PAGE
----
New housing targets spark debate over changing market rates

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Faced with a potential sharp increase in the amount of housing San Francisco could produce over the next eight years, Supervisor Gordon Mar introduced a resolution on Tuesday calling for market-rate housing targets to remain the same. .

However, the resolution was immediately criticized by State Senator Scott Wiener, who called it an example of “NIMBY” thinking.

The resolution calls on a regional body, the Association of Bay Area Governments, not to increase the number of market-priced housing units that San Francisco must build on the grounds that the city has already “supported a much of the area’s housing development ‘and generally met its target of housing at market rates, but struggled to build enough affordable housing.

“We need to make sure our housing goals reflect the needs of our residents, and in San Francisco that means prioritizing truly affordable housing for the people who live here,” said Mar. “What we’re building and for whom we build it matters, and the speculative market will not solve a problem it helped create. “

But Wiener, who has drafted legislation to reform the way housing targets are set and streamline the approval of housing projects, on Wednesday passed a “firm passage” on the resolution, urging the supervisory board to reject and ABAG to reject it if so. past.

“Supervisor Mar is trying to exert political pressure to receive an artificially low housing allowance and to shift the responsibility for housing from San Francisco to other cities,” Wiener said. “There’s a phrase for that: not in my backyard. San Francisco should set a gradual example of adopting new housing, rather than falling back into the same old anti-housing arguments that got us into this mess. “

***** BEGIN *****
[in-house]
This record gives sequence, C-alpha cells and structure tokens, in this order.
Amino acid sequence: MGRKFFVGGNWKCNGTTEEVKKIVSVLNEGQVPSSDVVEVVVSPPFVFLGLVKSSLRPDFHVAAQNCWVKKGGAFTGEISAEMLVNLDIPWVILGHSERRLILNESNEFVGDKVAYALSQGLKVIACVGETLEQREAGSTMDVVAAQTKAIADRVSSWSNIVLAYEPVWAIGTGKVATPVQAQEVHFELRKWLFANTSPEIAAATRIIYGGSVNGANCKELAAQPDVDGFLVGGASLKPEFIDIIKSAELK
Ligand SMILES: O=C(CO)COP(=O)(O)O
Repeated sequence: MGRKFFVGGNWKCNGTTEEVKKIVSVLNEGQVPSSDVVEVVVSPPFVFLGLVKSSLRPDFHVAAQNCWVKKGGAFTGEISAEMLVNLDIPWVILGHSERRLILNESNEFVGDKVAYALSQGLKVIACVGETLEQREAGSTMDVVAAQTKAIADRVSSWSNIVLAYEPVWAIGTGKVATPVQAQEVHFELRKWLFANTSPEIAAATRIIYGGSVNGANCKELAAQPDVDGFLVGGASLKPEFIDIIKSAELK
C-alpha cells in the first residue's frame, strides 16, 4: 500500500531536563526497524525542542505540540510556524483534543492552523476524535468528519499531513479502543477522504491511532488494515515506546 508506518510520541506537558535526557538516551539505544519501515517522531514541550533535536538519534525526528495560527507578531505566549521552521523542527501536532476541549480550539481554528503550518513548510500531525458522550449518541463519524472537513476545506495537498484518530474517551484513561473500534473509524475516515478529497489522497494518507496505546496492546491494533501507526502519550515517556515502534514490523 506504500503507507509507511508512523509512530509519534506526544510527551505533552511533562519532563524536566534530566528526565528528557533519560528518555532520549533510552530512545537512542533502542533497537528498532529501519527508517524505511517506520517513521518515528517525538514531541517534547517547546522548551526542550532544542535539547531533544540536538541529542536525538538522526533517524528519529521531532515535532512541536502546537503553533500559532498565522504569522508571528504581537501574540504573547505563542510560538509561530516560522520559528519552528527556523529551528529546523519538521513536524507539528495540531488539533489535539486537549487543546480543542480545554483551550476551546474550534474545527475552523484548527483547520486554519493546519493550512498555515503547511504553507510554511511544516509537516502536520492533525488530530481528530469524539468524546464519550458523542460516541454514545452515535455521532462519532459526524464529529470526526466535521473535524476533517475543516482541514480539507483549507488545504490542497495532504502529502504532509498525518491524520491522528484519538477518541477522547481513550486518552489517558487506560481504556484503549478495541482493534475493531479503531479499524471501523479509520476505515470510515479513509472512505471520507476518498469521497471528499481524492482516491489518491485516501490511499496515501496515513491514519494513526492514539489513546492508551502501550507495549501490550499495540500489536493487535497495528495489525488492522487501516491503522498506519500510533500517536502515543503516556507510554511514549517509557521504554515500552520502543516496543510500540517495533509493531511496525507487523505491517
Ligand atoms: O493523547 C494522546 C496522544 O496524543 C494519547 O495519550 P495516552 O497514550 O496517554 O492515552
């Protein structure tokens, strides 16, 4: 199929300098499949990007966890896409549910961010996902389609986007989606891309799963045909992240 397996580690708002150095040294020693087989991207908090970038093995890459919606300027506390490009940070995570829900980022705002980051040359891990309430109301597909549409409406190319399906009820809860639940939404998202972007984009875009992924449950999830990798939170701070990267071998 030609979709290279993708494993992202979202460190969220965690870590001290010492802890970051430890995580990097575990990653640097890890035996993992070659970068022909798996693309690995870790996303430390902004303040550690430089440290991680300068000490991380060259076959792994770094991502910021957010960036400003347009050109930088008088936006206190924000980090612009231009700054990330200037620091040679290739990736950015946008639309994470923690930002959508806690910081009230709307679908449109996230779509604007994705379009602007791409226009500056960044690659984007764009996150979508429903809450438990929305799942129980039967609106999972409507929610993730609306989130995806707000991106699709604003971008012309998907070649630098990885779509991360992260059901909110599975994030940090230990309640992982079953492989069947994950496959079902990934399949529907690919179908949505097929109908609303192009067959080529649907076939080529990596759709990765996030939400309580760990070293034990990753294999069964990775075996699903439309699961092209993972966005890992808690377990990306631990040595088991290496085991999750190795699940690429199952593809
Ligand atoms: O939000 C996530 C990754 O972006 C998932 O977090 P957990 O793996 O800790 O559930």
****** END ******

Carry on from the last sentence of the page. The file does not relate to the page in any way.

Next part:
Mar’s resolution, and Wiener’s response to it, represents the coming push-and-pull on the future of Bay Area housing.

ABAG, which is responsible for determining the number of units each Bay Area city must produce, is in the process of determining its next eight-year cycle of regional housing needs allocation. Preliminary reports released in June determined that 441,000 homes are needed by 2030 in the Bay Area, more than twice the current amount.

Fifty-seven percent of these homes are expected to be affordable for middle, low and very low income households, according to the preliminary determination.

In July, San Francisco’s current RHNA target was 65% met. While 138 percent of market rate housing targets are met, only 33 percent of moderate-income housing, 51 percent of low-income housing, and 31 percent of very low-income housing are completed.

Mar urged ABAG to maintain the same number of market-priced housing units for San Francisco due to the balance of housing types produced in recent years, while reminding him of San Francisco’s emphasis on racial and social equity.

The resolution specifically called for Wiener’s legislation, Senate Bill 35, which streamlines the approval of projects in cities that fail to meet their housing targets, warning that a higher amount of housing at market price would trigger faster approval and spur land speculation in gentrification areas home to communities of color.

“Under SB 35, San Francisco could become ‘streamlined’ by failing to meet its new housing targets that actually meet housing needs,” Wiener’s office noted, calling the bill a “powerful driver” to all increase. types of housing production in California.

While almost everyone agrees affordable housing is needed in San Francisco, this common goal faces a serious hurdle. In July, planning staff warned that the city’s long-term investment in affordable housing is expected to drop to an average of $ 200 million per year over the next decade.

San Francisco needs $ 517 million a year to build 1,670 affordable units each year, planners said.

“We need to make meeting the housing affordability needs of our residents a priority, and that starts with setting the right goals,” said Mar.

The supervisory board will assess Mar’s resolution in the coming weeks.

imojadad@sfexaminer.com

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